For comprehensive protection against cyber threats for remote workers, SASE and zero trust should be combined with a robust endpoint security solution. Venn Software creates a secure enclave on a user’s device where companies can manage endpoint security without infringing on the privacy of a remote worker’s personal use of their device. By providing strong endpoint protection for the remote workforce, Venn fills in the missing piece of a SASE security architecture.

FAQ

Does implementing SASE automatically provide Zero Trust?

SASE has the built-in ability to support zero trust security due to its integration of zero trust network access (ZTNA) capabilities. However, an organization still needs to define the least-privilege access controls that ZTNA and SASE use to manage access to its IT resources.

What’s the difference between SASE and Zero Trust?

Zero trust is a philosophy stating that every access request should be independently verified rather than implicitly trusting authenticated users. SASE is a network security solution that can implement a zero-trust model alongside other security capabilities.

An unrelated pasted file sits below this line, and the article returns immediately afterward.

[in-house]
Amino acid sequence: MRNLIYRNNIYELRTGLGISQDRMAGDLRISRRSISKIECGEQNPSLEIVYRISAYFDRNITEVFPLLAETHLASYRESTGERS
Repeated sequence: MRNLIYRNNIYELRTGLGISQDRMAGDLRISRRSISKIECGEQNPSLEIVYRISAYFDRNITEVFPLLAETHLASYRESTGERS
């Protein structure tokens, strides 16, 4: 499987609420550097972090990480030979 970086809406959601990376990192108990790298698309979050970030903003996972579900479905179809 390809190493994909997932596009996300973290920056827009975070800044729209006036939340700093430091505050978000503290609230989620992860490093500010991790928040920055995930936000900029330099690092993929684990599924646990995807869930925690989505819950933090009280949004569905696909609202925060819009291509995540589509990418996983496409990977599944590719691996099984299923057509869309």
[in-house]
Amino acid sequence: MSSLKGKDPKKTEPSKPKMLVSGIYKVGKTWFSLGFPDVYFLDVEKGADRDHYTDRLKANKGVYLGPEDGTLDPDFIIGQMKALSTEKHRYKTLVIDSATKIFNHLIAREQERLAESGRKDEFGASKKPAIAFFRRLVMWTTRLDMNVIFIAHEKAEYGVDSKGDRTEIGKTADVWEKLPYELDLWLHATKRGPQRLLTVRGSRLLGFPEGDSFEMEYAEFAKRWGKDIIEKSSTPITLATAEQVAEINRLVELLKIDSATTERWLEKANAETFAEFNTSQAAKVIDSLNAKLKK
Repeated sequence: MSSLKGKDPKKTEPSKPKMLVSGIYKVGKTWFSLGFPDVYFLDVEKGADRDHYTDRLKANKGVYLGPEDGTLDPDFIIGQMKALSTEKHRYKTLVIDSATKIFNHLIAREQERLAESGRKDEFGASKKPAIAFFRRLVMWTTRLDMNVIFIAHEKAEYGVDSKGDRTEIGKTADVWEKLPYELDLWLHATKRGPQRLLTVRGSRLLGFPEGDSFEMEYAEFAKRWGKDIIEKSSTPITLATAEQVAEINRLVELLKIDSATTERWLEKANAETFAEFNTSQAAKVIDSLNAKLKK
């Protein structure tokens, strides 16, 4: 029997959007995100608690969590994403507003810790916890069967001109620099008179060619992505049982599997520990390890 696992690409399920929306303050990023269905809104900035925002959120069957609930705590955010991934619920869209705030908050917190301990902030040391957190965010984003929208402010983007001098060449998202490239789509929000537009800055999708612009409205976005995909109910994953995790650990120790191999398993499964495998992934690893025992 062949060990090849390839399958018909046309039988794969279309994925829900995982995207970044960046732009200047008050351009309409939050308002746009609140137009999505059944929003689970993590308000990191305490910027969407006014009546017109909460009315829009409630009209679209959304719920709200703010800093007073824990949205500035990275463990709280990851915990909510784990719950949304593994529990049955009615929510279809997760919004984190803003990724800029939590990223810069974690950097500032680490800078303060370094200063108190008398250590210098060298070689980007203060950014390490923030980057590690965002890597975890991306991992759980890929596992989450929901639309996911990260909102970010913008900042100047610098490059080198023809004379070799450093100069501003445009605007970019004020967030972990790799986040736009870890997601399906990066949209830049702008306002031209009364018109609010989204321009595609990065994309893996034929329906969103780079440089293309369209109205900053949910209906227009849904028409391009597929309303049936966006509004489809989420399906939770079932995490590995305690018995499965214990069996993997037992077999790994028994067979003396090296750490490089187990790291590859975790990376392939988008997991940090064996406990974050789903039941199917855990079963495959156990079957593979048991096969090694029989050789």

What is zero trust in edge computing?

Zero trust is a security model that states that every access request should be evaluated on a case-by-case basis. This applies to every aspect of an organization’s IT environment, including edge computing systems.

Is zero trust just MFA?

Zero trust is a security model designed to eliminate implicit trust in an organization’s security model. MFA is a valuable component of zero trust because it helps to strongly authenticate a user, enabling the system to apply the right permissions to them.

What is the SASE model?

Secure access service edge (SASE) is a network security solution that integrates many networking and security capabilities in a single cloud-based solution. This enables an organization to more effectively implement network security as a growing percentage of its IT assets move to the cloud.